“We’ve had some really good offensive games, some really good defensive games and some really good games on special teams – we’ve yet to put all three together in one game,” said Holman. “Hopefully we can pull it together on Thanksgiving against a tough Asbury Park team.
This game is one of those where you can throw out the records. It doesn’t matter because everyone comes out with emotion. It took me two years coaching here to get to see that.”
In 2017 the game was canceled due to a threat. “In 2018 it was one of the coldest Thanksgivings in a while and to look out and see how many fans from both sides were at the game, cheering on their team was telling as to the importance of this game.”
A show of how it’s not just a football game, this past Sunday, at Macedonia Baptist Church in Neptune, Pastor Tommy Miles, a Neptune alum, hosted the second annual Friendship Luncheon. The event was for all varsity football players, cheerleaders, coaches, Board of Education members and district administrators to participate in great spirits in a competitive nature, leading up to the game
Said Fosque, “The core is about bringing the youth together and the programs together in a positive atmosphere to set the tone for what this game is really about, a friendly competitive outing. Our superintendent, Sancha Grey, is the point person for Asbury Park in planning this year’s event, which shows this event is about more than football, but it’s the unity of the two towns and districts.”
Fosque, a 1990 graduate of Asbury Park who played OG and DE, said that every game he participated in was a game that stands out for him. “The game when I found a real understanding of what a rivalry was 1985, as a middle schooler sneaking through the fence at Asbury Park, watching that game. I was overwhelmed by the competitive spirit on both sides of the ball. That’s when I found out what a rivalry was. When I hear rivalry, I think Neptune.”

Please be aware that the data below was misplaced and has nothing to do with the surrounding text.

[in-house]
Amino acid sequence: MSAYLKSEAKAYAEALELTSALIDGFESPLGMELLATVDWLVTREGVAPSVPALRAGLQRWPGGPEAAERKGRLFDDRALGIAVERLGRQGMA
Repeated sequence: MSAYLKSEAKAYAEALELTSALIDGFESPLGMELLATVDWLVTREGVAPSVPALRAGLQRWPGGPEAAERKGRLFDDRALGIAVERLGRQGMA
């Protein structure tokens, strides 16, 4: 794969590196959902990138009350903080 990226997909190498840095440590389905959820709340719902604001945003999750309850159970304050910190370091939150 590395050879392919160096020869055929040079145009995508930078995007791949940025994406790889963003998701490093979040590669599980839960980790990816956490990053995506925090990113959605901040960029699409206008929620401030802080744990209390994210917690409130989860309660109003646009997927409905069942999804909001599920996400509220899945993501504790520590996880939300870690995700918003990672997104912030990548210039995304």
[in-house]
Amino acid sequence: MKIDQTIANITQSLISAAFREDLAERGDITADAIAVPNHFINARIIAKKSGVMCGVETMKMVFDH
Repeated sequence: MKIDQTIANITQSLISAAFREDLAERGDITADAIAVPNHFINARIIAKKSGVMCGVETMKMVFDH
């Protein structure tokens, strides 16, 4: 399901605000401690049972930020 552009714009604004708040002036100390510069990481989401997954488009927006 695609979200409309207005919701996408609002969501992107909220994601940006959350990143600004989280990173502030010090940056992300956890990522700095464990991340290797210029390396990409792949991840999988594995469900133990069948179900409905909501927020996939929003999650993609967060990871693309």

When asked for a prediction on Thursday’s game, Fosque laughed and replied, “I predict an exciting, competitive game with both teams’ fans on the edge of their seats through the whole game.”
Holman, a 1995 graduate of Randolph High school who played defensive/running back and receiver in his playing days stated, “Rivalry is all about your willingness to compete and have the upper hand on the guys that live next door or down the street from you. When you’re back to school, looking at your classmates, teachers and teammates with pride, saying we did this for us (the community) – it’s huge. Being a part of something great and looking at the community involvement – administrators, cheerleaders, band, fans – all coming together before we go back to our families to enjoy their company, is real cool.”
If you can make it, be sure you’re there to witness this year’s game. You never know who is going to shine or who’s going to win, but you know both communities will be out in force supporting all the young people involved.